The main species of worms in the Southeast are roundworms (ascrids), hookworms, whipworms, and
tapeworms. These gross and harmful critters are particularly common in young puppies and/or kittens and have the potential
to cause varying degrees of illness and/or death. Roundworms are a thick, round worm that occupies space and absorbs
nutrients. A heavy load of these can cause death in young kittens and puppies. Hookworms attach to the walls of
the small intestine and suck blood from animals. They can cause severe anemia and death even in an adult dog.
Whipworms, found usually in dogs only, attach to the large intestine and absorb blood, causing anemia, illness, and death
in an adult. Tapeworms are flat, nutrient absorbing worms that reside in the small intestine and can reach lengths
of over one feet. They pass small moving segments that can be seen in bowel movements, and are caused by animals swallowing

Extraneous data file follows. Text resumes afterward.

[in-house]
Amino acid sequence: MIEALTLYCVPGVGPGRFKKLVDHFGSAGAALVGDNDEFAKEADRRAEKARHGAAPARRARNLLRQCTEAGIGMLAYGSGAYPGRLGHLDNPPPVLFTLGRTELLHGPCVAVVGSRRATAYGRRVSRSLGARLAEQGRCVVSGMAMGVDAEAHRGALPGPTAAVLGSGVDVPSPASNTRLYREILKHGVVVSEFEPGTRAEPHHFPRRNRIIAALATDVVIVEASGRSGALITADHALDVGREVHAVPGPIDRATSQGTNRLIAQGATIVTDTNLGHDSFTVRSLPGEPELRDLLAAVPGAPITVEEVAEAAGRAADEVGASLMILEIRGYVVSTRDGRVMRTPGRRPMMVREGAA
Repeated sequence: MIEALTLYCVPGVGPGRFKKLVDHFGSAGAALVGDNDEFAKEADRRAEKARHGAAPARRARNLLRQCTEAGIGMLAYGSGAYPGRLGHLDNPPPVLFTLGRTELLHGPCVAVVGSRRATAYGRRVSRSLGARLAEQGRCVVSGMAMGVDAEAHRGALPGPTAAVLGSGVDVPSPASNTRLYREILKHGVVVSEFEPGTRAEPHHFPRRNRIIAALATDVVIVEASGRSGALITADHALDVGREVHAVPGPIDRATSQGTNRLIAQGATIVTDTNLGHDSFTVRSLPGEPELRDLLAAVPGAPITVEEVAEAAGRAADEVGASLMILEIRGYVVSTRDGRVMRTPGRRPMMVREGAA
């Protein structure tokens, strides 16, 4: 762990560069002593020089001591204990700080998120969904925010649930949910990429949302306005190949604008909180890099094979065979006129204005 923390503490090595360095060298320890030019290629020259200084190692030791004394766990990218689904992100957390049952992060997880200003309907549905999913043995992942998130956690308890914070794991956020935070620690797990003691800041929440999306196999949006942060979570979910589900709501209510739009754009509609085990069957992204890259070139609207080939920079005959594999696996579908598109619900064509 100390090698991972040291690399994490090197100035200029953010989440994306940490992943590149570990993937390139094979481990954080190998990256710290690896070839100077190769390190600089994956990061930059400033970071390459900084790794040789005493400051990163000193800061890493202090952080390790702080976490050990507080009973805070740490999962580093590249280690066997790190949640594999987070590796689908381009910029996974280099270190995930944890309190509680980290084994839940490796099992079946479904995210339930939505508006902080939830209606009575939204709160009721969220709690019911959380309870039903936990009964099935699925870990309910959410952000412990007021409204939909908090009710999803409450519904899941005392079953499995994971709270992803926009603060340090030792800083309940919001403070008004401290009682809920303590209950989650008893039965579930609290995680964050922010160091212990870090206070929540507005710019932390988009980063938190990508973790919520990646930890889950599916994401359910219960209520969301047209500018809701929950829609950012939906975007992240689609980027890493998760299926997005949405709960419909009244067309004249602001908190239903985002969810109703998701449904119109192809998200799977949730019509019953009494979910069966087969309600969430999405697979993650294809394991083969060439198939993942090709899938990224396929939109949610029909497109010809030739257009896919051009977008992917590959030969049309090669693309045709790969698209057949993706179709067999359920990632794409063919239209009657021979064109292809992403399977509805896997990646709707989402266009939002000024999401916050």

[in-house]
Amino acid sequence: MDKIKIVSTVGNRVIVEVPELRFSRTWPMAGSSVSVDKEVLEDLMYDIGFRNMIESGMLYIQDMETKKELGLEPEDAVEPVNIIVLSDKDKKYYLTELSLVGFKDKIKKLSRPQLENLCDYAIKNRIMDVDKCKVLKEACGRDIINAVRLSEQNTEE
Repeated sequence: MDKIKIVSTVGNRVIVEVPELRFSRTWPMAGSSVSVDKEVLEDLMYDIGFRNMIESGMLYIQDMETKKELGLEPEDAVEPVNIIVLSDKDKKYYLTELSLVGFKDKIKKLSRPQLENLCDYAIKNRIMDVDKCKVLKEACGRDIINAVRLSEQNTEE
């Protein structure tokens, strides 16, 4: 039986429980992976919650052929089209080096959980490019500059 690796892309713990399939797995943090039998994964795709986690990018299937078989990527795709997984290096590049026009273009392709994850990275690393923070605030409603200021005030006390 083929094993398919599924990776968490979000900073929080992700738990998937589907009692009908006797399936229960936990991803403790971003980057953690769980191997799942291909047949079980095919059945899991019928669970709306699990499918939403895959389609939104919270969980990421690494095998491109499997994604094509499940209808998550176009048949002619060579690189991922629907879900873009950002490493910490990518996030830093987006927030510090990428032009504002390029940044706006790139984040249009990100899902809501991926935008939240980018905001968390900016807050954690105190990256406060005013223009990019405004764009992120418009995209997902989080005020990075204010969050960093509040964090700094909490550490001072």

flea(s) that's carrying immature stages of worm or by swallowing a small rodent infected with tapeworms.
Worms can be detected with a fecal exam at the veterinarian's office. If your animal has
worms, you may notice diarrhea, weight loss, lethargy, bloody stool, and possible vomiting. If not treated, these
symptoms could progress to cause serious illness and/or death.
The types of worms listed above can cause various forms of diseases in humans and, except
for whipworms, can be transmitted to humans through contact with contaminated feces. The best form of
prevention is to start worming your puppy or kitten at 4 weeks, and redose every 2-3 weeks until their last puppy/kitten
vaccination. After that, it's best to reworm at every regular yearly veterinarian visit. If your animal
is often around other dogs and/or in kennels frequently, they should be wormed about twice a year.